If you face federal RICO charges in New York, you may be unclear about exactly what federal agents and prosecutors allege you did. Despite the fact that RICO violations are white collar crimes, if the prosecutor convicts you, you face not only a substantial prison sentence, but also payment of a substantial fine.
Congress passed the Racketeer Influenced and Corrupt Organization Act in 1970 in an attempt to bring mafiosos to justice. Since then, however, the government has used RICO to prosecute all manner of crimes including the following:
- Money laundering
- Mail fraud
RICO elements of proof
To convict you of a RICO violation, the prosecutor must prove all five of the following:
- The establishment of an enterprise
- Your employment by or association with the enterprise
- The acts, a/k/a predicates, committed by you and the enterprise that affected interstate commerce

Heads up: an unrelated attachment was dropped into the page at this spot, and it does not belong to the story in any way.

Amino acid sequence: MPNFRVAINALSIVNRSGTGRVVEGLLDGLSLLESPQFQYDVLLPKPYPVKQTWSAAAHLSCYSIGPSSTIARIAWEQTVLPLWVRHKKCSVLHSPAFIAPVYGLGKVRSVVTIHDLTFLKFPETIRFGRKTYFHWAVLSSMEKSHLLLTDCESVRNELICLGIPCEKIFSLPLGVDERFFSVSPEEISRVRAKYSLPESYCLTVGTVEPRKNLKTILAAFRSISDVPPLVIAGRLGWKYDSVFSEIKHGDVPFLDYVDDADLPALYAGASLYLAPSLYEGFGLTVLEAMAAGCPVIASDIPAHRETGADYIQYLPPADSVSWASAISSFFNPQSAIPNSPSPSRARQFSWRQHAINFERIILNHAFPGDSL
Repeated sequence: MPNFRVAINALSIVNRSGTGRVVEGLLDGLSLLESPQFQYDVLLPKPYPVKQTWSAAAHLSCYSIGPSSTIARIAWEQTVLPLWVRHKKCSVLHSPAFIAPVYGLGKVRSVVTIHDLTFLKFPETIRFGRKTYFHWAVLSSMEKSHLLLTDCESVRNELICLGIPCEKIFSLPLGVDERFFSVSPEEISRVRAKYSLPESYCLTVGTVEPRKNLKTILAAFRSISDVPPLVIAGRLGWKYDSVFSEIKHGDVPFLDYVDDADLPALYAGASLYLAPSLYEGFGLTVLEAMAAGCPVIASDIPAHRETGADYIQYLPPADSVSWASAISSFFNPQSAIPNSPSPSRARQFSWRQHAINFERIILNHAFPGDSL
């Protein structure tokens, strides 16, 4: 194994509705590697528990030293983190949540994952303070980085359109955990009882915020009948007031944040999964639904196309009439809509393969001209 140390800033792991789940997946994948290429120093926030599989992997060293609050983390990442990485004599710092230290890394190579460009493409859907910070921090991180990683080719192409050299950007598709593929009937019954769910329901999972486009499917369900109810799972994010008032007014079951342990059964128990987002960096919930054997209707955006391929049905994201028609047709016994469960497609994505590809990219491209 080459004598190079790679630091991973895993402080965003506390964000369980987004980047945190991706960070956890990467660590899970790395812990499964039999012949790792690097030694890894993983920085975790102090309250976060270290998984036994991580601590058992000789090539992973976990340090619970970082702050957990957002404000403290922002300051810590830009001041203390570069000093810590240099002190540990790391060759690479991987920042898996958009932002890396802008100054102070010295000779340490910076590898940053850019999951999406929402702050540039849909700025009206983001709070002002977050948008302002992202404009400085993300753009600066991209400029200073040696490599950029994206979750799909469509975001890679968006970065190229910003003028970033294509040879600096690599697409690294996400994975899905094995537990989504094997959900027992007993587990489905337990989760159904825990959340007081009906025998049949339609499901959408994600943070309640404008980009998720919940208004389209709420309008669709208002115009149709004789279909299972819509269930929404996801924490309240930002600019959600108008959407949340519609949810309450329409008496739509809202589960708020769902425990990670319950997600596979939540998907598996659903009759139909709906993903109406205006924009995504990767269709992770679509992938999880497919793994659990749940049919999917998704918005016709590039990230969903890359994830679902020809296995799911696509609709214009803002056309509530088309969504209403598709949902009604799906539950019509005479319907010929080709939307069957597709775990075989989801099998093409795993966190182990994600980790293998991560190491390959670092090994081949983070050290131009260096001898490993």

- The fact that you and the enterprise committed two or more such acts within a 10-year period
- The racketeering pattern represented by the predicates
As defined by RICO, an enterprise can be a corporation, LLC, partnership or any other legal entity for which you worked or with which you associated. It likewise can be an informal and/or loose association of people with whom you worked to accomplish a common illegal purpose.
While the government generally must prove that the racketeering pattern in which you and the entity engaged consisted of committing two or more predicates in a decade, this is the closed-end pattern approach. Alternatively, the government can take an open-end pattern approach by proving that the pattern in which you and the enterprise engaged consisted of committing only one recent predicate, but that you intended to commit others.
If you face more than one RICO charge, you may serve a 20-year prison term upon conviction of each crime. In addition, you face a $250,000 fine for each crime conviction or a fine equal to twice what you and the enterprise garnered in your racketeering pattern.